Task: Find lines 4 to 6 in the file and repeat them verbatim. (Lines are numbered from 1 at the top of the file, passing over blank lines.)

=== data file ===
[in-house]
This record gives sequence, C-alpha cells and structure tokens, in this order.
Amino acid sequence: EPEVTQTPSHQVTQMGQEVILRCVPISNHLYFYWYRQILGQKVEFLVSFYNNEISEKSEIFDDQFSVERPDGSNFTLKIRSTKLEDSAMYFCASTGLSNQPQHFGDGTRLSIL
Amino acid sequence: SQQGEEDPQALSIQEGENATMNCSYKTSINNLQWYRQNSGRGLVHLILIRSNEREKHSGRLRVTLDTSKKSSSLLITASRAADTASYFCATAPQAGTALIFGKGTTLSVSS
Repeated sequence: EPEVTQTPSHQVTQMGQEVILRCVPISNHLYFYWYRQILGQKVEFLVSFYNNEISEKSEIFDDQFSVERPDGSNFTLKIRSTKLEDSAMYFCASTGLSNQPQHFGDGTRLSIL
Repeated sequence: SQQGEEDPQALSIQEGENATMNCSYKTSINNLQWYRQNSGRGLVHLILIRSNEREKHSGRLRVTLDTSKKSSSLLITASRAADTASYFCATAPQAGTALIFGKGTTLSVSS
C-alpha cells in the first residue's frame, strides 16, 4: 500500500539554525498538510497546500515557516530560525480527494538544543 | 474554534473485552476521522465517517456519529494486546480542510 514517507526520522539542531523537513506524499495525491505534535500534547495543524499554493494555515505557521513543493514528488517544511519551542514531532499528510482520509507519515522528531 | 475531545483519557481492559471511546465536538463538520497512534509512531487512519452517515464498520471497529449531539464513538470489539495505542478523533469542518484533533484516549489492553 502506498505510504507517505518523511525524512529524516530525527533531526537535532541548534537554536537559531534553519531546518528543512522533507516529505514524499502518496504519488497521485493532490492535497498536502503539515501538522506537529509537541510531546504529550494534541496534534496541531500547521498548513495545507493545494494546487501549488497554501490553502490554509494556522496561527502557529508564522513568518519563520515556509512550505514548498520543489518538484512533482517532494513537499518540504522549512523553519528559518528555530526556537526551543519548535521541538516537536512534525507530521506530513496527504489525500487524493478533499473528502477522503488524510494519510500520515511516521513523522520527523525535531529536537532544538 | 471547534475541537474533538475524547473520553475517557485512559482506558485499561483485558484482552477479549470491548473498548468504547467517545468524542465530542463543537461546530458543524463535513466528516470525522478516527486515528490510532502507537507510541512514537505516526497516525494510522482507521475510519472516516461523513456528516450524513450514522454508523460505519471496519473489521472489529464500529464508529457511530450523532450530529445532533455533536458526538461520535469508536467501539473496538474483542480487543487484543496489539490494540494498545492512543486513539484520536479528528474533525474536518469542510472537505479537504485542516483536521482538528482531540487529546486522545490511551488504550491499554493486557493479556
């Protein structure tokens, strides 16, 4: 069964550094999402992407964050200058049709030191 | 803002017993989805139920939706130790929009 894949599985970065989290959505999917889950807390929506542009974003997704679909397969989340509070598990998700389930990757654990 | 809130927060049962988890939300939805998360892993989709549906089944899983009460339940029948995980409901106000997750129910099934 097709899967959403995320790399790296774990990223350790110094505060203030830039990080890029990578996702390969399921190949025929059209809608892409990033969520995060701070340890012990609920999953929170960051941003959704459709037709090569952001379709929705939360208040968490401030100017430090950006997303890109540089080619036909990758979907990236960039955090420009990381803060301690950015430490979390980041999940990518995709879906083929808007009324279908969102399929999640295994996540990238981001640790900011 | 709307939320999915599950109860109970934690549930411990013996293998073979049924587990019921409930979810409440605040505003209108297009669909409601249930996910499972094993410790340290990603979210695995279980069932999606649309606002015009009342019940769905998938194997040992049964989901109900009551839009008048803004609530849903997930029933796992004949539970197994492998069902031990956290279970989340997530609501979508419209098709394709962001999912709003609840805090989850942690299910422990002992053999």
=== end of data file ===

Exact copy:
Amino acid sequence: SQQGEEDPQALSIQEGENATMNCSYKTSINNLQWYRQNSGRGLVHLILIRSNEREKHSGRLRVTLDTSKKSSSLLITASRAADTASYFCATAPQAGTALIFGKGTTLSVSS
Repeated sequence: EPEVTQTPSHQVTQMGQEVILRCVPISNHLYFYWYRQILGQKVEFLVSFYNNEISEKSEIFDDQFSVERPDGSNFTLKIRSTKLEDSAMYFCASTGLSNQPQHFGDGTRLSIL
Repeated sequence: SQQGEEDPQALSIQEGENATMNCSYKTSINNLQWYRQNSGRGLVHLILIRSNEREKHSGRLRVTLDTSKKSSSLLITASRAADTASYFCATAPQAGTALIFGKGTTLSVSS